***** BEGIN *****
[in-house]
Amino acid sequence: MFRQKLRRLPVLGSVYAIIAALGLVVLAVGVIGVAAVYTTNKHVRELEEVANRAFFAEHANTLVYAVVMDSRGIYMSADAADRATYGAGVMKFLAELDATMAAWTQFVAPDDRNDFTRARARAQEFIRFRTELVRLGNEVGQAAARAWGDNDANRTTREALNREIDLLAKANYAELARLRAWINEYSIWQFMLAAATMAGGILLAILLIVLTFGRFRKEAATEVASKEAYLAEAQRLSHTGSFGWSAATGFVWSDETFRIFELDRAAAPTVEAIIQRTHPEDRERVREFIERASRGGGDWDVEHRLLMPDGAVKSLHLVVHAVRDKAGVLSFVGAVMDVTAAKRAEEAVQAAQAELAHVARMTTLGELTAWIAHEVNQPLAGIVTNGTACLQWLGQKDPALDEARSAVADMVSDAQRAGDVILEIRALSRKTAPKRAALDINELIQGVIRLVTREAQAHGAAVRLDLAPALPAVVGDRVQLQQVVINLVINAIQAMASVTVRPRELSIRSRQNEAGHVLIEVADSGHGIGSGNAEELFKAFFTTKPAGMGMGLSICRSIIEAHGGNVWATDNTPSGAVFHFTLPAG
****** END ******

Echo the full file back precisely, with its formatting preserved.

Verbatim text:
[in-house]
Amino acid sequence: MFRQKLRRLPVLGSVYAIIAALGLVVLAVGVIGVAAVYTTNKHVRELEEVANRAFFAEHANTLVYAVVMDSRGIYMSADAADRATYGAGVMKFLAELDATMAAWTQFVAPDDRNDFTRARARAQEFIRFRTELVRLGNEVGQAAARAWGDNDANRTTREALNREIDLLAKANYAELARLRAWINEYSIWQFMLAAATMAGGILLAILLIVLTFGRFRKEAATEVASKEAYLAEAQRLSHTGSFGWSAATGFVWSDETFRIFELDRAAAPTVEAIIQRTHPEDRERVREFIERASRGGGDWDVEHRLLMPDGAVKSLHLVVHAVRDKAGVLSFVGAVMDVTAAKRAEEAVQAAQAELAHVARMTTLGELTAWIAHEVNQPLAGIVTNGTACLQWLGQKDPALDEARSAVADMVSDAQRAGDVILEIRALSRKTAPKRAALDINELIQGVIRLVTREAQAHGAAVRLDLAPALPAVVGDRVQLQQVVINLVINAIQAMASVTVRPRELSIRSRQNEAGHVLIEVADSGHGIGSGNAEELFKAFFTTKPAGMGMGLSICRSIIEAHGGNVWATDNTPSGAVFHFTLPAG